The New South Wales government’s supposed ban on gambling operators offering incentives like sign-up bonuses on online betting accounts appears have previously unannounced carve-outs, according to Australian media reports Monday following the publication of guidelines by Liquor and Gambling NSW.
The guidelines admit that the new prohibitions “are not intended to be enforced” in relation to advertisements on existing platforms that deal solely with racing content.
That penalises the Aussie operations of online bookies like bet365, Betfair, CrownBet, Sportsbet, Unibet and Ladbrokes, but leaves an open field for racing only sites like Racenet.com.au and Punters.com.au (the latter owned by Rupert Murdoch’s News Corp Australia) as observers have been quick to point out.
New South Wales Racing Minister Paul Toole’s rather torturous explanation for the exemption takes some understanding; here’s what he said in a statement:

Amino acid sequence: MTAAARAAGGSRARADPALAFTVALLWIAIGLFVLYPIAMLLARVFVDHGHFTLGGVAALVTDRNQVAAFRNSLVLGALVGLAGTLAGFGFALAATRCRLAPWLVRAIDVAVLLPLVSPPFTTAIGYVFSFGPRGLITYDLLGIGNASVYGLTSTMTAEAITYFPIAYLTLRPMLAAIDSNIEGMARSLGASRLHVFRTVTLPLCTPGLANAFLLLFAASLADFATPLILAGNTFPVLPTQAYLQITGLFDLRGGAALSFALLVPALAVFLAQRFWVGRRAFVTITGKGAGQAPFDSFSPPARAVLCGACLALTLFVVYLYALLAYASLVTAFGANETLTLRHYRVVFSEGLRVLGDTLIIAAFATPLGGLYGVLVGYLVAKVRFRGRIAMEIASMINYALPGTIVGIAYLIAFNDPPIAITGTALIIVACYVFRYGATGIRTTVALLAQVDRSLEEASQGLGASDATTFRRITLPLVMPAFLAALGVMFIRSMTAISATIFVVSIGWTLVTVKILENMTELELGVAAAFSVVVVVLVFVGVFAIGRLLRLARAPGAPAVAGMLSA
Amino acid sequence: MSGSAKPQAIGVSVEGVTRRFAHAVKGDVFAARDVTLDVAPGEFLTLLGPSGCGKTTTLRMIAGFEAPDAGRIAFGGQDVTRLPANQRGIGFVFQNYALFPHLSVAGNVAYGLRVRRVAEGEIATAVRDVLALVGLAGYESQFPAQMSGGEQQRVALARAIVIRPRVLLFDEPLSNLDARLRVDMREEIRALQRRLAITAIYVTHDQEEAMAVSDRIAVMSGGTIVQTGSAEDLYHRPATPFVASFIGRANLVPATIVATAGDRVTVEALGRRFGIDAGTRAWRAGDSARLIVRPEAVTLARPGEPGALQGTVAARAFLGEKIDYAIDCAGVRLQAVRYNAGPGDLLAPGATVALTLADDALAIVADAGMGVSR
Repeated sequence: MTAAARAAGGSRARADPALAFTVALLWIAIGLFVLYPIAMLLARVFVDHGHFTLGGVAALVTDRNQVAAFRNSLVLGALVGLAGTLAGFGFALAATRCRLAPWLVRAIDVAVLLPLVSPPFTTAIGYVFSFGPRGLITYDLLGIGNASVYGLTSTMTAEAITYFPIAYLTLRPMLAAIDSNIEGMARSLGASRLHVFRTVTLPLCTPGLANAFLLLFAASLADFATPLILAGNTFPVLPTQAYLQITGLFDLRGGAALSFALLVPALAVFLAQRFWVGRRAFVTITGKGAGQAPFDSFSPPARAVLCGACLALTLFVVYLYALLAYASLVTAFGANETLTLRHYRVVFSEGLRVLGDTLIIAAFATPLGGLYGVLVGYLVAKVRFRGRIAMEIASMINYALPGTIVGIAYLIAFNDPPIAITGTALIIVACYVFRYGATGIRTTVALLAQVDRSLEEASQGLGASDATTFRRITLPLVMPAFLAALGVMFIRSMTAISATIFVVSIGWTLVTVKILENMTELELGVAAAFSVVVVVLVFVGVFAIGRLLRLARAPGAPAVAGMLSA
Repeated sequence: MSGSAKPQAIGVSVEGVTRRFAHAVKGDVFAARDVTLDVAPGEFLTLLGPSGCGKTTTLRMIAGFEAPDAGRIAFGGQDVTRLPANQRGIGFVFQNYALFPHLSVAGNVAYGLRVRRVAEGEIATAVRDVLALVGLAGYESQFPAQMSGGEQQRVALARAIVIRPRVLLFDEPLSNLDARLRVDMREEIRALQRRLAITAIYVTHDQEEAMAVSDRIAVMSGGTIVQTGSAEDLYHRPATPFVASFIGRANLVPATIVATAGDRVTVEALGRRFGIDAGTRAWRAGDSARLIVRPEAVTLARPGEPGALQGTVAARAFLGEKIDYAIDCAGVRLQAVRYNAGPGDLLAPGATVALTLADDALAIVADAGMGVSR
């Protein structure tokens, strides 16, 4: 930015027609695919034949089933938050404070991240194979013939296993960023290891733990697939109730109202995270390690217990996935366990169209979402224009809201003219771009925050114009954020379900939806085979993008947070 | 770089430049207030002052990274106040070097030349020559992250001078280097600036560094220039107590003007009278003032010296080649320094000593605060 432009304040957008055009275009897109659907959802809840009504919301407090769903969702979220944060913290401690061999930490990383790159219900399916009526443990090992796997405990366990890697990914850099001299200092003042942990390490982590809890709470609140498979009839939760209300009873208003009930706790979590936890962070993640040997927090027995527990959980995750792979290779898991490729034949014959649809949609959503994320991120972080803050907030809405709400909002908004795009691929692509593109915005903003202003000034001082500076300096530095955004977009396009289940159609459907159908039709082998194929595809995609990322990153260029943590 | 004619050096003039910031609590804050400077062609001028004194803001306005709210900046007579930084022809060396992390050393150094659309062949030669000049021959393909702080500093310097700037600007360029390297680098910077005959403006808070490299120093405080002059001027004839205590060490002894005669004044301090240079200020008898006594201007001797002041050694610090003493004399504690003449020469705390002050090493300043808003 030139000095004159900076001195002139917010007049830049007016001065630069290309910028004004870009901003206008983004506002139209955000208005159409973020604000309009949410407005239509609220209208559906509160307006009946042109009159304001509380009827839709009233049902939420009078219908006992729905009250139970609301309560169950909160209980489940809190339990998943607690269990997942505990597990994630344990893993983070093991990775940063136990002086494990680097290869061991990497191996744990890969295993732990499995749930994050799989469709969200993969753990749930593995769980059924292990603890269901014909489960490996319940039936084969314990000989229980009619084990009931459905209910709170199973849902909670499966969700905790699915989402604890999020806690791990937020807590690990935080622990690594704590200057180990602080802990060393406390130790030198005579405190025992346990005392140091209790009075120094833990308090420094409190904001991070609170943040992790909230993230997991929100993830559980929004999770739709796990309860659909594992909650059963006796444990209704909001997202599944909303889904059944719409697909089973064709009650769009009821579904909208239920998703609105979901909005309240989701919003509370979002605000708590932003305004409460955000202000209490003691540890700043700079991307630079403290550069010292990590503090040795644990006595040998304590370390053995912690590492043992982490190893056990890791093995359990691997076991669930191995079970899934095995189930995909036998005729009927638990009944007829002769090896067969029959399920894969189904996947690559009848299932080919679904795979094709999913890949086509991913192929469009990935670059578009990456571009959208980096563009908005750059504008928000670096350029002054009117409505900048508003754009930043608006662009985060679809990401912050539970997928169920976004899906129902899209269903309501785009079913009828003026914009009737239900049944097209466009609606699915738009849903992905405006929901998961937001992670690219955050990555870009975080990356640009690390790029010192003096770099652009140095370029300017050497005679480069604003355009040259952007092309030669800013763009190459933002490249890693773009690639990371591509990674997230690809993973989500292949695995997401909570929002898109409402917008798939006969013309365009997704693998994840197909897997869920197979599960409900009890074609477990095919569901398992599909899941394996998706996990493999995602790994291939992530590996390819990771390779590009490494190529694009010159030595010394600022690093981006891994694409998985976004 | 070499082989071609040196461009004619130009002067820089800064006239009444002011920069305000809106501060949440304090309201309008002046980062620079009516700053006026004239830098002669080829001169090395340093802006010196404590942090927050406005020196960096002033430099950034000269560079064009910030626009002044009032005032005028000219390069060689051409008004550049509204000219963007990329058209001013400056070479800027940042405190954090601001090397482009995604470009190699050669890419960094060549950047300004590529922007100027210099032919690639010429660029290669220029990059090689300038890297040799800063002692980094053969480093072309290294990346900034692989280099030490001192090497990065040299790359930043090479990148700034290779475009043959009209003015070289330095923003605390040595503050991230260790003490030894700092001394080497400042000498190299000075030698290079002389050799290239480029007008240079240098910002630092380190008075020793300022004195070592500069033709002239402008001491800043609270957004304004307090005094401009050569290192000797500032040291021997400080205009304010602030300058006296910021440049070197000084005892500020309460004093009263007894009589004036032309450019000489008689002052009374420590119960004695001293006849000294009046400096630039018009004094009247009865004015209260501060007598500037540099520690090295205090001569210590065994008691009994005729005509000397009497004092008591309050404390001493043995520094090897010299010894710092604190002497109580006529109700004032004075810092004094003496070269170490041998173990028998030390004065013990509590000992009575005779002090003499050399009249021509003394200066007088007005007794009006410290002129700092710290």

“The vast majority of people who watch racing do so to wager,” he said. “The decision relates to the entire NSW racing industry and not any particular businesses. Racing is exempt from certain restrictions, including the recent changes to betting odds promotion and gambling advertising during live sports broadcasts on television and radio.”
Operators are now probably pinning their hopes for a more sensible approach on a formal review of the new rules by Liquor and Gambling NSW which is scheduled a year hence in July 2019.
In the meantime, the A$18,000 fine imposed on Neds.com.au earlier this year for publishing illegal inducements (bonuses matching first deposits) presents a stark warning that the legislation will be enforced.
The exemption has also triggered political responses, with Greens Party spokesman Justin Field noting that the regulator had admitted that it does not intend to enforce the law when it comes to the racing industry.
“This is a special carve-out for the vested interests in the racing industry and another example of the undue influence of gambling interests in NSW,” he claimed. “It’s clear the government never intended to take genuine action against inducements to gamble and work to reduce gambling harm.”